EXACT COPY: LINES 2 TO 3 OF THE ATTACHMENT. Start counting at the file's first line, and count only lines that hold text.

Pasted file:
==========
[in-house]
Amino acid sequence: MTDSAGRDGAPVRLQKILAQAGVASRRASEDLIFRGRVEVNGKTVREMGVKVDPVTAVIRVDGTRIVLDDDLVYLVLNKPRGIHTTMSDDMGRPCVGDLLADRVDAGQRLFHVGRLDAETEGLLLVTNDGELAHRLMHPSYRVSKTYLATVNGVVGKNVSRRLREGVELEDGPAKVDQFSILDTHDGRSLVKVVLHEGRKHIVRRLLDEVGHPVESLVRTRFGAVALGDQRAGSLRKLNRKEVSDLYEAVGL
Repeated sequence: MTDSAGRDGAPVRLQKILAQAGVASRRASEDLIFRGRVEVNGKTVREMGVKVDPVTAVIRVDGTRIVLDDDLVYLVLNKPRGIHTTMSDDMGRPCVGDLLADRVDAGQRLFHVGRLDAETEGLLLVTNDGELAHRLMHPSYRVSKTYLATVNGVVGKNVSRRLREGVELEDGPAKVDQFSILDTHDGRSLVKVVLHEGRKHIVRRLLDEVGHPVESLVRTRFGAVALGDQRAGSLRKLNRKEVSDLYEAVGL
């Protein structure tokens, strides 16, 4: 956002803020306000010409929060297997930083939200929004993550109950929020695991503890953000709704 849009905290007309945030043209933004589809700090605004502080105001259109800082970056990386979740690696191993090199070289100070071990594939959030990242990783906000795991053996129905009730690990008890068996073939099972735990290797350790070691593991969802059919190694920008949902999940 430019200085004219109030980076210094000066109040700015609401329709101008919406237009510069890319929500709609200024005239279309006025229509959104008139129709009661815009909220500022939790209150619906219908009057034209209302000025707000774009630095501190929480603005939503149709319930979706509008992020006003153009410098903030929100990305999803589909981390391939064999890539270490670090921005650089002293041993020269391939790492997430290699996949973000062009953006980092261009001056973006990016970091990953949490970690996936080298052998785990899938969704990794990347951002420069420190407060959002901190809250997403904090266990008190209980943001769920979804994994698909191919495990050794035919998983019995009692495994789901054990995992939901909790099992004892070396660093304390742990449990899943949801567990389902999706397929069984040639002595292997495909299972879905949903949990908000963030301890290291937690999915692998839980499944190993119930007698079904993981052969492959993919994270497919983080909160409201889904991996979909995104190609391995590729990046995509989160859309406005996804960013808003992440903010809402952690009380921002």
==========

Amino acid sequence: MTDSAGRDGAPVRLQKILAQAGVASRRASEDLIFRGRVEVNGKTVREMGVKVDPVTAVIRVDGTRIVLDDDLVYLVLNKPRGIHTTMSDDMGRPCVGDLLADRVDAGQRLFHVGRLDAETEGLLLVTNDGELAHRLMHPSYRVSKTYLATVNGVVGKNVSRRLREGVELEDGPAKVDQFSILDTHDGRSLVKVVLHEGRKHIVRRLLDEVGHPVESLVRTRFGAVALGDQRAGSLRKLNRKEVSDLYEAVGL
Repeated sequence: MTDSAGRDGAPVRLQKILAQAGVASRRASEDLIFRGRVEVNGKTVREMGVKVDPVTAVIRVDGTRIVLDDDLVYLVLNKPRGIHTTMSDDMGRPCVGDLLADRVDAGQRLFHVGRLDAETEGLLLVTNDGELAHRLMHPSYRVSKTYLATVNGVVGKNVSRRLREGVELEDGPAKVDQFSILDTHDGRSLVKVVLHEGRKHIVRRLLDEVGHPVESLVRTRFGAVALGDQRAGSLRKLNRKEVSDLYEAVGL